Lit The Official Darth Plagueis Discussion Thread (Spoilers Allowed)

Discussion in 'Literature' started by Rogue_Follower, Jan 3, 2012.

  1. Pfluegermeister Chosen One

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    Jun 30, 2003
    star 4
    Well, no, I'm not sure either; none of us are. It all depends on what Sidious shared with Maul at this point. What the episode confirms is that he shared more with Maul than we were aware of up to that point, based strictly on what The Wrath of Darth Maul told us. What is in dispute is how far that sharing went.

    But the Plagueis novel (amazingly, on page 327, LOL!) does give us a very good idea of what Sidious himself knew leading up to the day of Maul's death. As of the events of TPM, and for as much as two months prior, Sidious was already aware of the following aspects of the Grand Plan, jointly decided on by him and Plagueis:

    1.) That the Sith will engineer a war in which both sides will have to be managed.
    2.) That on the one side will be the Republic, defended by the Jedi Order, which will be maneuvered into being placed at the head of an army of cloned human soldiers created by the Kaminoans.
    3.) That on the other side will be a loose alliance of the Sith?s corporate allies and the disenfranchised systems of the Rim, led by people the Sith can control and supported by an army of battle droids.
    4.) That neither side will secure a quick victory; instead, a drawn-out conflict will leave the galaxy exhausted and ready to embrace a new order.
    5.) That at the end of a long war, with victory apparently in sight, the clone army will launch a surprise attack on all combat-capable Jedi in the field, killing the majority of them instananeously and all at once.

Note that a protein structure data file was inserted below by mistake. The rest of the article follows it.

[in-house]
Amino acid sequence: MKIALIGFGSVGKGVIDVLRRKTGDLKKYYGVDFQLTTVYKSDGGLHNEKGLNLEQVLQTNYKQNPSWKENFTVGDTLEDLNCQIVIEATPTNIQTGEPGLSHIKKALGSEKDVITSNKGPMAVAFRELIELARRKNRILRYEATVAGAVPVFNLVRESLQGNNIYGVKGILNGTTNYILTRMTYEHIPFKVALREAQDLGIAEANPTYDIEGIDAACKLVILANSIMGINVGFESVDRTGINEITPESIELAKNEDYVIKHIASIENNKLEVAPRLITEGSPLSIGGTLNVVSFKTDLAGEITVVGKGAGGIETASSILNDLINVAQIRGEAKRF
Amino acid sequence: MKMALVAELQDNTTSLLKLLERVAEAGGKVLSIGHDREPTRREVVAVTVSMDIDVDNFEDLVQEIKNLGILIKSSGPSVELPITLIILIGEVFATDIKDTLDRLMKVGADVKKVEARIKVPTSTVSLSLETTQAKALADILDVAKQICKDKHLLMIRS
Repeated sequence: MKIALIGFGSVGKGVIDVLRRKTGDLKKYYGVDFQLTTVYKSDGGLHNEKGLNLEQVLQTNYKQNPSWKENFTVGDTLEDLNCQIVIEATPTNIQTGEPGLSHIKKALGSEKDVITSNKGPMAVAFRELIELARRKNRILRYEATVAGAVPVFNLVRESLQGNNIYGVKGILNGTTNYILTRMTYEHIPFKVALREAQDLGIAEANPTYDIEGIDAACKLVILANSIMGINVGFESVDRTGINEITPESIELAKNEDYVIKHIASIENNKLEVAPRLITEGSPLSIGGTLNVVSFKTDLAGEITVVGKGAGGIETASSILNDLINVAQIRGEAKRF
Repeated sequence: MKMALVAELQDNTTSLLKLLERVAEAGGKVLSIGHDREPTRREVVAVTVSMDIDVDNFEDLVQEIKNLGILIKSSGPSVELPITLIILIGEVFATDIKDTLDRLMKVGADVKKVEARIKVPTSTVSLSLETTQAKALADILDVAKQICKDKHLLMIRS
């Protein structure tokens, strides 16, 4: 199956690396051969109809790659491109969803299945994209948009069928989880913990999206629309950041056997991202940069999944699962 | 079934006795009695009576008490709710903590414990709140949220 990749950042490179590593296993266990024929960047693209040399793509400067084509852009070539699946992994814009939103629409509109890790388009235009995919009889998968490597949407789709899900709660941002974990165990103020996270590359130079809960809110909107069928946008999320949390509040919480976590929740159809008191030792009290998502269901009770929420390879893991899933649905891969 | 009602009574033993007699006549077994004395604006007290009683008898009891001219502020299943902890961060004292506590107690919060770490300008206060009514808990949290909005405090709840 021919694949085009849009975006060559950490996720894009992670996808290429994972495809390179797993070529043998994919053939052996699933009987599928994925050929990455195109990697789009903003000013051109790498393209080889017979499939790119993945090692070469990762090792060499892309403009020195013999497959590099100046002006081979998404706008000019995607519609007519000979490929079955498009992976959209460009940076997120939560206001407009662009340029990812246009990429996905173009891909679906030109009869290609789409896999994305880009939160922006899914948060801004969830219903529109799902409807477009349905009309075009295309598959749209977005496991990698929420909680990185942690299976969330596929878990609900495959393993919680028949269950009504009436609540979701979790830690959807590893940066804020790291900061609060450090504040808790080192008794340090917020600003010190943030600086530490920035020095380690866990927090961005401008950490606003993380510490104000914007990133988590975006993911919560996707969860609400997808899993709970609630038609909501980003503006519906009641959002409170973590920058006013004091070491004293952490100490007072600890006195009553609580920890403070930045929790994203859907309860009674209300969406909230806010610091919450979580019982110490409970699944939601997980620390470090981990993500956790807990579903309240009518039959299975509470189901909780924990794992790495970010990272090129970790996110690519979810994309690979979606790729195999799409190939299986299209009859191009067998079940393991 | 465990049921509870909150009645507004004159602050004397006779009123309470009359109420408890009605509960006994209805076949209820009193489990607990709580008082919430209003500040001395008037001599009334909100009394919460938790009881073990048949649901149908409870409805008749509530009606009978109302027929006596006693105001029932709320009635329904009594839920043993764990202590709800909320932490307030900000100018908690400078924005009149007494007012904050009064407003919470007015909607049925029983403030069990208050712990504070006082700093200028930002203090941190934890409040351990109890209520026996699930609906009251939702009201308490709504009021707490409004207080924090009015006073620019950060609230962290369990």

That's quite a lot, and very much what actually happened, even if only described in broad strokes, as it would be at this point. So we do know without question that Sidious himself knew this much. If indeed Maul was convinced that he was meant to have some greater role in this war (and we have to assume that Talzin's green-magic restored his full sanity - or what passes for that - or he would still be a babbling spider, so he can't have been delusional when he said it), we have to assume he knew some part of what Sidious knew. It would be perfectly in character for Sidious to leave certain things unsaid, of course; that's one of the reasons we love him. But would Maul say what he said if he knew nothing at all about that plan, beyond the fact that there was a general intent to sow chaos? The potential is there for him to have known much more than that; as you say, we have yet to absolutely confirm that he knew everything I listed above, but his phrasing leaves the possibility open.
  2. Pfluegermeister Chosen One

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    Jun 30, 2003
    star 4
    And on another subject: am I alone in thinking that Hego Damask killed his mother as his sacrifice in order to formally begin his apprenticeship to Tenebrous? We know that at this point it had become something of an commandment that an apprenticeship could only begin if the initiate was willing and able to kill or destroy someone to whom he had been attached as a means of demonstrating his committment to the Sith cause. Only then could they shed their old names and lives, and become a Darth of the Sith. Vader sacrificed Windu; Tyranus killed Sifo-Dyas; Maul was ready to kill Sidious, the closest thing he had to a father-figure; Sidious killed his entire family. It's entirely believable to me that Plagueis sacrificed his mother, especially given the timing of everything: in the same year, approx. 120 B.B.Y., Caar Damask returns to Muunilinst from Mygeeto, Hego officially becomes Tenebrous' apprentice Darth Plagueis, and Hego's mother is never seen or heard from again.

    Is this scenario something you all pretty much inferred from the text, or am I alone in seeing it that way?
  3. Havac Former Moderator

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    Sep 29, 2005
    star 7
    I inferred that, with her task done, Tenebrous had made her disappear -- either off to do something else for him across the galaxy, or at the bottom of a lake, out of the way. I suppose it's possible that Plagueis killed her, though isn't that passage from Plagueis's POV? You'd think he'd just go ahead and mention if he killed her.
  4. Starkeiller Force Ghost

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    Dec 5, 2004
    star 4